'You are forever linked to our nation': Jacinda Ardern's tribute to White Island victims

The Prime Minister has delivered a moving speech on the Whakaari/White Island eruption, telling families of foreign victims of the natural disaster they will be "forever linked" to New Zealand. 

Jacinda Ardern delivered the ministerial statement on behalf of the Government, thanking first responders for their courage and offering condolences to the victims of the tragedy. 

"Our hearts go out to the families of those who are injured, missing or deceased," the Prime Minister said, addressing Parliament Tuesday afternoon. 

"Among those injured or missing are people from Australia, the United States, the UK, China, Germany, Malaysia, as well as New Zealand."

The latest information from police is that of the 47 people who visited the island on Monday, five are confirmed dead, 31 are in hospital, three have been discharged, and eight are missing, presumed dead.

"To those who have lost or are missing family and friends, we share in your grief and sorrow and we are devastated," Ardern said. 

"To our international partners and friends, we will do everything we can to support you as you have supported us in times past.

"In particular, our family in Australia has been heavily impacted... We feel the pull of our bond acutely at this time."

The Prime Minister had a message to those who have lost loved ones or are grieving: "You are forever linked to our nation and we will hold you close."

Reflecting on the events since White Island erupted on Monday afternoon, the Prime Minister described the scale of the tragedy as "devastating". 

"Police and Defence Force personnel have undertaken a number of aerial reconnaissance flights over the island since the eruption; however no signs of life have been detected.

"In the immediate aftermath of the eruption, a number of helicopter pilots made the conscious decision to fly to the island to try to rescue people."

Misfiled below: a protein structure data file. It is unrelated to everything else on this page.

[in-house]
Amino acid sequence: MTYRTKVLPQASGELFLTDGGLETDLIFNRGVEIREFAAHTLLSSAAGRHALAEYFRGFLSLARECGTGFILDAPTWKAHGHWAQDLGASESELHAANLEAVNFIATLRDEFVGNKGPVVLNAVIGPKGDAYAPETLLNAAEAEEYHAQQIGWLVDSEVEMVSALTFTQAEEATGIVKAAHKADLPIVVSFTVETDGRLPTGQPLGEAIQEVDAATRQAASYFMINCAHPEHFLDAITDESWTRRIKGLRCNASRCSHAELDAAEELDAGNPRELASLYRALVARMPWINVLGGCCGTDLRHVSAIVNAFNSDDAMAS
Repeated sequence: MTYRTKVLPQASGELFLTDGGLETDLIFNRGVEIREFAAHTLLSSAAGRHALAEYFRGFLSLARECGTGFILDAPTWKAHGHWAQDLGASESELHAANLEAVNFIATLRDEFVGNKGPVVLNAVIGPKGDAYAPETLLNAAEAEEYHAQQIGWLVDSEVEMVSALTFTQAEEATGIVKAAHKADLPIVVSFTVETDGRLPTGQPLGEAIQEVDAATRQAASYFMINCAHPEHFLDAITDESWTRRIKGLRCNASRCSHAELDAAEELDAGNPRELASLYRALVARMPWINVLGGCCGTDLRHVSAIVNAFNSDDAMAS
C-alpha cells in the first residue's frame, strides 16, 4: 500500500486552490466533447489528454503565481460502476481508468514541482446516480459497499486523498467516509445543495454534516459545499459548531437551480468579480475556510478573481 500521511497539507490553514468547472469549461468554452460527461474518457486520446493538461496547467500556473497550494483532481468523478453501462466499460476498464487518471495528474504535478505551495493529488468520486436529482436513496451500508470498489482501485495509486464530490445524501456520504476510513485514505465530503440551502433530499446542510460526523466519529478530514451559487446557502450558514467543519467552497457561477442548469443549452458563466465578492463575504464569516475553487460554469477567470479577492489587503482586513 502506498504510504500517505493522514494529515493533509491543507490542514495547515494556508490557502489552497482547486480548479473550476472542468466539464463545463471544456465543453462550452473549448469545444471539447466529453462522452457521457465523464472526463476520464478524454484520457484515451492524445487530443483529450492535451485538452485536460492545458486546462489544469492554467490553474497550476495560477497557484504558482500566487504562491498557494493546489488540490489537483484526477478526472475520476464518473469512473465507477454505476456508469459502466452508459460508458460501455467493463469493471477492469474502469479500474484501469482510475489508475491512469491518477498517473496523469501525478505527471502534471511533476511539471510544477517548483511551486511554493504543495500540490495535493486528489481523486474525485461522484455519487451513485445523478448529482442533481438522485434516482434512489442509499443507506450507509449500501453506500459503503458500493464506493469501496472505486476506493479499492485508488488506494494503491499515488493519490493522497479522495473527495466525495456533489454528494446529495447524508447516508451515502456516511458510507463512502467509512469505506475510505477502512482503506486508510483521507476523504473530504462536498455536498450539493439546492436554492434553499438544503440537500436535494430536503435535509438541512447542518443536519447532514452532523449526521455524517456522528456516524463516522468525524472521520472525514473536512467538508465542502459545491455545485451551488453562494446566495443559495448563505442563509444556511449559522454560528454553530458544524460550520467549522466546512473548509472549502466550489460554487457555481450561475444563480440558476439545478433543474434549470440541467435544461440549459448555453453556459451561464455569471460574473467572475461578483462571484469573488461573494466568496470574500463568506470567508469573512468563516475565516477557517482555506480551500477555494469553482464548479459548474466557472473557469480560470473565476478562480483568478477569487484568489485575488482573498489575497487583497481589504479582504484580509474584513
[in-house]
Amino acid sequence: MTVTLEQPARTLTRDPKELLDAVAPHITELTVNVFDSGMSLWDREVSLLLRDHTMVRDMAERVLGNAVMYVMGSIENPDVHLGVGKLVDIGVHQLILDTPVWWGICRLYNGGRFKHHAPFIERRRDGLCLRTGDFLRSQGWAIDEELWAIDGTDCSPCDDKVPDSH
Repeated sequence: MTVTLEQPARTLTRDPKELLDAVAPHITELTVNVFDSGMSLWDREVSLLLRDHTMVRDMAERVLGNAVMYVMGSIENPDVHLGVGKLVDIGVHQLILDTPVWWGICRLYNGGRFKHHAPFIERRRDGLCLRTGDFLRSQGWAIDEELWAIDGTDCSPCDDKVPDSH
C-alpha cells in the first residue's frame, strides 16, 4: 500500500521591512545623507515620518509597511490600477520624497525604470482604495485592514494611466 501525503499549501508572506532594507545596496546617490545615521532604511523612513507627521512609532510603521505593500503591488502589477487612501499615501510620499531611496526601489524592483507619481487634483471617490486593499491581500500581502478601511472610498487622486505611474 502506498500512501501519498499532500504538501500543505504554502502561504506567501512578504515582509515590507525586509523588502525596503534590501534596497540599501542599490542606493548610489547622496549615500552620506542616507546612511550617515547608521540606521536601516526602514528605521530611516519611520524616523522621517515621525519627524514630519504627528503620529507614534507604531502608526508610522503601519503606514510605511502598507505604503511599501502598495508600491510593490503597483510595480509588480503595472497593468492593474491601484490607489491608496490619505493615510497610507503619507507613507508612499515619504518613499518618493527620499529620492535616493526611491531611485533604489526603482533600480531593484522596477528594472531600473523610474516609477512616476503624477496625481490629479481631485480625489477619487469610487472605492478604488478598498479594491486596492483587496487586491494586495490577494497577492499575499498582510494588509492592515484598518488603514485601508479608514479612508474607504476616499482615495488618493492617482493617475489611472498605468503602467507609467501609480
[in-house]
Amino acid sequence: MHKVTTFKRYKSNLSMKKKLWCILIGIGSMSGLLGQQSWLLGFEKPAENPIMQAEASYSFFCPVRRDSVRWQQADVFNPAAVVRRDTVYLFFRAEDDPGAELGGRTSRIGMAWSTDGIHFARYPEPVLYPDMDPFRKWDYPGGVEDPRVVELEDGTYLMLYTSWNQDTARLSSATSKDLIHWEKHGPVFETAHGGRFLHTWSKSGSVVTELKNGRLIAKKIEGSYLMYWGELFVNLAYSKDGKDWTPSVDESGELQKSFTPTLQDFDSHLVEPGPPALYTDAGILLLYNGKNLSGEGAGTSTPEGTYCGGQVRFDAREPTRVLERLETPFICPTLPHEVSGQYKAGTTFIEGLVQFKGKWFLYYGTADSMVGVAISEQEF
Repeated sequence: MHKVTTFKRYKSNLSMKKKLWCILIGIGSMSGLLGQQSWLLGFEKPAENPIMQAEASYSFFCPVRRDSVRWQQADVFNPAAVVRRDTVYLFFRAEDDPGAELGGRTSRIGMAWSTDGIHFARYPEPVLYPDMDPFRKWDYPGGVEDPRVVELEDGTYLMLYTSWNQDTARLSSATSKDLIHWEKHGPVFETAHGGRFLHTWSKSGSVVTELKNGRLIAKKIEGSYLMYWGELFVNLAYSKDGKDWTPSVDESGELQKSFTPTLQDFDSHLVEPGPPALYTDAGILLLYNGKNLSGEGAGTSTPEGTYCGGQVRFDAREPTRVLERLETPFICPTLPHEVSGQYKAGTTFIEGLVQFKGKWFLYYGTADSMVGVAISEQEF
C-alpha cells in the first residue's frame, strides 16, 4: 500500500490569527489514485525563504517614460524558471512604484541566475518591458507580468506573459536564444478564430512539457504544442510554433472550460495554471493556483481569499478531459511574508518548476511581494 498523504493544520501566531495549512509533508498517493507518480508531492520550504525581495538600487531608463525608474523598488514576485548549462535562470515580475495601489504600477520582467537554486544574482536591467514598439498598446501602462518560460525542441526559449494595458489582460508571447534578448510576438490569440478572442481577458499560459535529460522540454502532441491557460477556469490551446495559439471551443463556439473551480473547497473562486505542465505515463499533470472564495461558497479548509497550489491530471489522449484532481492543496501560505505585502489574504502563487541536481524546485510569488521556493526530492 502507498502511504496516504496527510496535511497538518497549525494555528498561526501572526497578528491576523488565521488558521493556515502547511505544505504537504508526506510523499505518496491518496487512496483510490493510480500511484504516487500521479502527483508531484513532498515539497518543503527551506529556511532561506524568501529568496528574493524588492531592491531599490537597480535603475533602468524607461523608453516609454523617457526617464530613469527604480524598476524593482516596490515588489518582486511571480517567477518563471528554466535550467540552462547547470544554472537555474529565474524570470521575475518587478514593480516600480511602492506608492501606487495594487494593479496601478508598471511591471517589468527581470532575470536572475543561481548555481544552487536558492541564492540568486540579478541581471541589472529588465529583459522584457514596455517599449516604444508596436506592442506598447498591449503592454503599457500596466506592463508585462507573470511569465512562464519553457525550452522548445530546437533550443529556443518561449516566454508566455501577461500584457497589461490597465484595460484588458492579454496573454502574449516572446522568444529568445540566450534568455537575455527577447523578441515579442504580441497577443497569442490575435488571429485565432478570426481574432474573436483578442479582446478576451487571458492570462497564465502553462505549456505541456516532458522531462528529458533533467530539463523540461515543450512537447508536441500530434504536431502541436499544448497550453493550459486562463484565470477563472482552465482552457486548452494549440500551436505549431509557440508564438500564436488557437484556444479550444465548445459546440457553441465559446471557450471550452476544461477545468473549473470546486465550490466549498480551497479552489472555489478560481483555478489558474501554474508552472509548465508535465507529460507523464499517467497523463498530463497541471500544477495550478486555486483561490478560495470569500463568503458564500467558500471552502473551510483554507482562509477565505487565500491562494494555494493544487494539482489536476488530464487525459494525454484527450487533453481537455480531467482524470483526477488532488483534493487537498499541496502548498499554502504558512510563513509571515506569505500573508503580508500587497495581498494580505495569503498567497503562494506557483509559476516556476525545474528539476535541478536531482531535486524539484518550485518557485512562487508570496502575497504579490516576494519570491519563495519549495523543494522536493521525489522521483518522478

She said one Westpac rescue helicopter, two private helicopters, along with a helicopter from a tour operator, all landed on the island after the eruption to assist survivors.

"I want to acknowledge their courage."

Ardern said the Bay of Plenty Civil Defence Emergency Management Group is continuing to lead the response. She said they're focusing on providing welfare support for victims, survivors and their families.

The group is supported in its work by the National Emergency Management Agency which is also coordinating the response at the national level.

"The New Zealand police are quite rightly focused on coordinating the recovery operation supported by Fire and Emergency New Zealand," the Prime Minister said. 

"Police are also working urgently to confirm the exact number and identity of those who are unaccounted for so that their families and their loved ones have the certainty that they need."

The Ministry of Foreign Affairs and Trade (MFAT) is also on the ground in Whakatane - the centre nearest to White Island - working alongside police to provide that assistance and support. 

"I want to acknowledge the extraordinary efforts of health professionals who are working across the country to prioritise support to those injured," Ardern said. 

"In some cases, this has meant people have been moved around the country to ensure they have the best expert care... That means they are in Middlemore, Waikato, Christchurch, Auckland, the Hutt and Tauranga."

The Prime Minister met with first responders and health professionals on Tuesday morning. She said they "worked tirelessly in the most devastating circumstances.... Many of them had not yet rested or slept". 

PM Jacinda Ardern meeting first responders.
PM Jacinda Ardern meeting first responders. Photo credit: Supplied
PM Jacinda Ardern with Labour MP Kiri Allan meeting first responders.
PM Jacinda Ardern with Labour MP Kiri Allan meeting first responders. Photo credit: Supplied

"The toll that this extraordinary tragedy has had on them is obvious."

The New Zealand Defence Force has deployed helicopters, drones and observational equipment to further assess the environment, and the HMNZS Wellington is also in the area, she said. 

"We know there is much work to be done over the coming days and weeks... We know too there will be bigger questions in relation to this event...These questions must be asked and they must be answered."

Ardern said the focus for now is taking care of those who have been affected. 

"As we focus on the tragic events of Whakaari/White Island, I'm reminded of two things: there is no limit to New Zealand's capacity to mobilise, to respond, to care and embrace those impacted by tragedy.

"We are a nation full of ordinary people who do extraordinary things."

You can read more about the natural disaster here

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